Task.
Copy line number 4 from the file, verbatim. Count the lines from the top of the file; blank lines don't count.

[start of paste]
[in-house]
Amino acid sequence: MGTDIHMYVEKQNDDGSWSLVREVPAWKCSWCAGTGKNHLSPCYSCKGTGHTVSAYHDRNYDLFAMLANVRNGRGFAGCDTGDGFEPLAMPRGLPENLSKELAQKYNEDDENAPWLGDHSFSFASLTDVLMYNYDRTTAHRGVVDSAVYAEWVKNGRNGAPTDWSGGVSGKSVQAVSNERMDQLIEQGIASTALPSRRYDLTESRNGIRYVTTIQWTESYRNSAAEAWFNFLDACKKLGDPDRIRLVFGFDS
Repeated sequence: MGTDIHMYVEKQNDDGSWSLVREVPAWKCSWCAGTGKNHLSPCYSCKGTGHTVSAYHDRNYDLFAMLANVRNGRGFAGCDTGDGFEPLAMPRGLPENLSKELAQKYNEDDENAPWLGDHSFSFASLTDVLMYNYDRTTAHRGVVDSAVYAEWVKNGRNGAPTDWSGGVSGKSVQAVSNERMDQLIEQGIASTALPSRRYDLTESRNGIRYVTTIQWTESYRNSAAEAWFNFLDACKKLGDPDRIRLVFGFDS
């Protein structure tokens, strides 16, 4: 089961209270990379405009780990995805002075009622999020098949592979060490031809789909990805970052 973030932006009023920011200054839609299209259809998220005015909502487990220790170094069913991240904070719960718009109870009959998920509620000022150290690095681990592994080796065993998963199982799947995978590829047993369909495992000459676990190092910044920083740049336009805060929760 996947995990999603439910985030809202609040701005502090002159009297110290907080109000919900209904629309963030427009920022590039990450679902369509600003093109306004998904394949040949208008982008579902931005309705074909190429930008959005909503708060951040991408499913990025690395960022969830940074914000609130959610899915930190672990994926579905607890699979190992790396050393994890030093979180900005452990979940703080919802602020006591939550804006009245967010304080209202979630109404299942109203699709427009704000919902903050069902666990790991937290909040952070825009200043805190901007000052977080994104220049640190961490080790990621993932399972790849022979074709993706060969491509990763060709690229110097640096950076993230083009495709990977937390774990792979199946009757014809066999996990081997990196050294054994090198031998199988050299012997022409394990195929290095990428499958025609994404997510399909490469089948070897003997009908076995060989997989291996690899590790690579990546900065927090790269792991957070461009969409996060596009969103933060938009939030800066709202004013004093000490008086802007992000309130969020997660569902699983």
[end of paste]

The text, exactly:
């Protein structure tokens, strides 16, 4: 089961209270990379405009780990995805002075009622999020098949592979060490031809789909990805970052 973030932006009023920011200054839609299209259809998220005015909502487990220790170094069913991240904070719960718009109870009959998920509620000022150290690095681990592994080796065993998963199982799947995978590829047993369909495992000459676990190092910044920083740049336009805060929760 996947995990999603439910985030809202609040701005502090002159009297110290907080109000919900209904629309963030427009920022590039990450679902369509600003093109306004998904394949040949208008982008579902931005309705074909190429930008959005909503708060951040991408499913990025690395960022969830940074914000609130959610899915930190672990994926579905607890699979190992790396050393994890030093979180900005452990979940703080919802602020006591939550804006009245967010304080209202979630109404299942109203699709427009704000919902903050069902666990790991937290909040952070825009200043805190901007000052977080994104220049640190961490080790990621993932399972790849022979074709993706060969491509990763060709690229110097640096950076993230083009495709990977937390774990792979199946009757014809066999996990081997990196050294054994090198031998199988050299012997022409394990195929290095990428499958025609994404997510399909490469089948070897003997009908076995060989997989291996690899590790690579990546900065927090790269792991957070461009969409996060596009969103933060938009939030800066709202004013004093000490008086802007992000309130969020997660569902699983």